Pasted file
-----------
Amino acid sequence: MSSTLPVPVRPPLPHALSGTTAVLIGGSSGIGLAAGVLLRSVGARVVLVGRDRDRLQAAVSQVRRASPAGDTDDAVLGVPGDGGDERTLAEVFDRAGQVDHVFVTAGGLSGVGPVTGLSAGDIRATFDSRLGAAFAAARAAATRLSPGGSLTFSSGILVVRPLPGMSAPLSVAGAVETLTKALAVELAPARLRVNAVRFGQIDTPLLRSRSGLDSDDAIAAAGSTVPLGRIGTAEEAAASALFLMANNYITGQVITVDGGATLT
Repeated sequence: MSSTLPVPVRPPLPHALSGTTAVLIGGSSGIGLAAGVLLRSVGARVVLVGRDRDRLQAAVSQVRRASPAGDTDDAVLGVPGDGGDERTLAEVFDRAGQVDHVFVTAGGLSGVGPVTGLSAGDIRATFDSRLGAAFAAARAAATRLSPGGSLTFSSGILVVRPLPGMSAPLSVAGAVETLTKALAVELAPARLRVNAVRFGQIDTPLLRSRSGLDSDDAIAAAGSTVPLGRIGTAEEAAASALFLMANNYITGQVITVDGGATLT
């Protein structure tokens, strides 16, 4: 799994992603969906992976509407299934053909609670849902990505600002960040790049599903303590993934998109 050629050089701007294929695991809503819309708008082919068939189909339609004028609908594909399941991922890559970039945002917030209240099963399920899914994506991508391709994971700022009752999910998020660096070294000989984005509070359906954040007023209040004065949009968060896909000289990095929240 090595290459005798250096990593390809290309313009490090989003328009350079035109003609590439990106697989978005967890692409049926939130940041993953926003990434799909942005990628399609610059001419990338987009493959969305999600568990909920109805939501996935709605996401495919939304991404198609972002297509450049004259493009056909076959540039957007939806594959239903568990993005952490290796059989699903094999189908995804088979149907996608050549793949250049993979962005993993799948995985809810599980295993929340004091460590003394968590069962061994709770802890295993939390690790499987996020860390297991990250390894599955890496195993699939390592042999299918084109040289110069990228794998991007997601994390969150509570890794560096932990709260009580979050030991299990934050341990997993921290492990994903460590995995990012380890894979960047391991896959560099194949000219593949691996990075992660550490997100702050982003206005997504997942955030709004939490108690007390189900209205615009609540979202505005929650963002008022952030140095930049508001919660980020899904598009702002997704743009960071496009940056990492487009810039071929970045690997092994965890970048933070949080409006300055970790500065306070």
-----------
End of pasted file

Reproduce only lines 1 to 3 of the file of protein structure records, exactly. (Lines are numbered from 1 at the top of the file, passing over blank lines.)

Amino acid sequence: MSSTLPVPVRPPLPHALSGTTAVLIGGSSGIGLAAGVLLRSVGARVVLVGRDRDRLQAAVSQVRRASPAGDTDDAVLGVPGDGGDERTLAEVFDRAGQVDHVFVTAGGLSGVGPVTGLSAGDIRATFDSRLGAAFAAARAAATRLSPGGSLTFSSGILVVRPLPGMSAPLSVAGAVETLTKALAVELAPARLRVNAVRFGQIDTPLLRSRSGLDSDDAIAAAGSTVPLGRIGTAEEAAASALFLMANNYITGQVITVDGGATLT
Repeated sequence: MSSTLPVPVRPPLPHALSGTTAVLIGGSSGIGLAAGVLLRSVGARVVLVGRDRDRLQAAVSQVRRASPAGDTDDAVLGVPGDGGDERTLAEVFDRAGQVDHVFVTAGGLSGVGPVTGLSAGDIRATFDSRLGAAFAAARAAATRLSPGGSLTFSSGILVVRPLPGMSAPLSVAGAVETLTKALAVELAPARLRVNAVRFGQIDTPLLRSRSGLDSDDAIAAAGSTVPLGRIGTAEEAAASALFLMANNYITGQVITVDGGATLT
């Protein structure tokens, strides 16, 4: 799994992603969906992976509407299934053909609670849902990505600002960040790049599903303590993934998109 050629050089701007294929695991809503819309708008082919068939189909339609004028609908594909399941991922890559970039945002917030209240099963399920899914994506991508391709994971700022009752999910998020660096070294000989984005509070359906954040007023209040004065949009968060896909000289990095929240 090595290459005798250096990593390809290309313009490090989003328009350079035109003609590439990106697989978005967890692409049926939130940041993953926003990434799909942005990628399609610059001419990338987009493959969305999600568990909920109805939501996935709605996401495919939304991404198609972002297509450049004259493009056909076959540039957007939806594959239903568990993005952490290796059989699903094999189908995804088979149907996608050549793949250049993979962005993993799948995985809810599980295993929340004091460590003394968590069962061994709770802890295993939390690790499987996020860390297991990250390894599955890496195993699939390592042999299918084109040289110069990228794998991007997601994390969150509570890794560096932990709260009580979050030991299990934050341990997993921290492990994903460590995995990012380890894979960047391991896959560099194949000219593949691996990075992660550490997100702050982003206005997504997942955030709004939490108690007390189900209205615009609540979202505005929650963002008022952030140095930049508001919660980020899904598009702002997704743009960071496009940056990492487009810039071929970045690997092994965890970048933070949080409006300055970790500065306070």